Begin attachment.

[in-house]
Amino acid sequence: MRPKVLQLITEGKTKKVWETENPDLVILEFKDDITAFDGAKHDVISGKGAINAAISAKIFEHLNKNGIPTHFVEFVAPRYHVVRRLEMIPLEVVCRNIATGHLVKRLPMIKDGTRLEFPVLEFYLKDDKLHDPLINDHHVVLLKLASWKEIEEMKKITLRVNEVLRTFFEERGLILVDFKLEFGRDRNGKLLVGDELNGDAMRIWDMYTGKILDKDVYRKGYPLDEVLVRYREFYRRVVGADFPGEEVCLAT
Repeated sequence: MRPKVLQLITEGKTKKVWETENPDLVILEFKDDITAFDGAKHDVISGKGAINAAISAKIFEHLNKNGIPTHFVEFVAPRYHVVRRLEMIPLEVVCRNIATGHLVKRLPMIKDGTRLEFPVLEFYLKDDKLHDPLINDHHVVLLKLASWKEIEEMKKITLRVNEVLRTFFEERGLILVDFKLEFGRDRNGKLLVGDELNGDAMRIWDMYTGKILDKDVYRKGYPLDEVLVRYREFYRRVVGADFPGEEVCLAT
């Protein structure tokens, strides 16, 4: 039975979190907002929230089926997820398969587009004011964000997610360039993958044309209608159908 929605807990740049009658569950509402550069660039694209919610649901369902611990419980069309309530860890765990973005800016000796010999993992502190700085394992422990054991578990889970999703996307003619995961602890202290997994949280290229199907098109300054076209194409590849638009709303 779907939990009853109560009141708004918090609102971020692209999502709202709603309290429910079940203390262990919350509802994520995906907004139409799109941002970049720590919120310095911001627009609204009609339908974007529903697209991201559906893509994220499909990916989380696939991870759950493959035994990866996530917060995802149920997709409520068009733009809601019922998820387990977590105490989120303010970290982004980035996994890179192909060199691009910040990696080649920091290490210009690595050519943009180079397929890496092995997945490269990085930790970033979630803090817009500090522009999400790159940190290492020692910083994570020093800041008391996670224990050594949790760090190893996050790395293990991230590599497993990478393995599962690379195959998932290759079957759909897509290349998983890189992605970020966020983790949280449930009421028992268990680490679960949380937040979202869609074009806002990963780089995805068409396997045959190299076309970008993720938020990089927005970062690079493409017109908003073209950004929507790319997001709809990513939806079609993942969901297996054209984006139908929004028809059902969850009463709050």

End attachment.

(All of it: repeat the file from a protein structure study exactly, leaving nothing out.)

[in-house]
Amino acid sequence: MRPKVLQLITEGKTKKVWETENPDLVILEFKDDITAFDGAKHDVISGKGAINAAISAKIFEHLNKNGIPTHFVEFVAPRYHVVRRLEMIPLEVVCRNIATGHLVKRLPMIKDGTRLEFPVLEFYLKDDKLHDPLINDHHVVLLKLASWKEIEEMKKITLRVNEVLRTFFEERGLILVDFKLEFGRDRNGKLLVGDELNGDAMRIWDMYTGKILDKDVYRKGYPLDEVLVRYREFYRRVVGADFPGEEVCLAT
Repeated sequence: MRPKVLQLITEGKTKKVWETENPDLVILEFKDDITAFDGAKHDVISGKGAINAAISAKIFEHLNKNGIPTHFVEFVAPRYHVVRRLEMIPLEVVCRNIATGHLVKRLPMIKDGTRLEFPVLEFYLKDDKLHDPLINDHHVVLLKLASWKEIEEMKKITLRVNEVLRTFFEERGLILVDFKLEFGRDRNGKLLVGDELNGDAMRIWDMYTGKILDKDVYRKGYPLDEVLVRYREFYRRVVGADFPGEEVCLAT
């Protein structure tokens, strides 16, 4: 039975979190907002929230089926997820398969587009004011964000997610360039993958044309209608159908 929605807990740049009658569950509402550069660039694209919610649901369902611990419980069309309530860890765990973005800016000796010999993992502190700085394992422990054991578990889970999703996307003619995961602890202290997994949280290229199907098109300054076209194409590849638009709303 779907939990009853109560009141708004918090609102971020692209999502709202709603309290429910079940203390262990919350509802994520995906907004139409799109941002970049720590919120310095911001627009609204009609339908974007529903697209991201559906893509994220499909990916989380696939991870759950493959035994990866996530917060995802149920997709409520068009733009809601019922998820387990977590105490989120303010970290982004980035996994890179192909060199691009910040990696080649920091290490210009690595050519943009180079397929890496092995997945490269990085930790970033979630803090817009500090522009999400790159940190290492020692910083994570020093800041008391996670224990050594949790760090190893996050790395293990991230590599497993990478393995599962690379195959998932290759079957759909897509290349998983890189992605970020966020983790949280449930009421028992268990680490679960949380937040979202869609074009806002990963780089995805068409396997045959190299076309970008993720938020990089927005970062690079493409017109908003073209950004929507790319997001709809990513939806079609993942969901297996054209984006139908929004028809059902969850009463709050």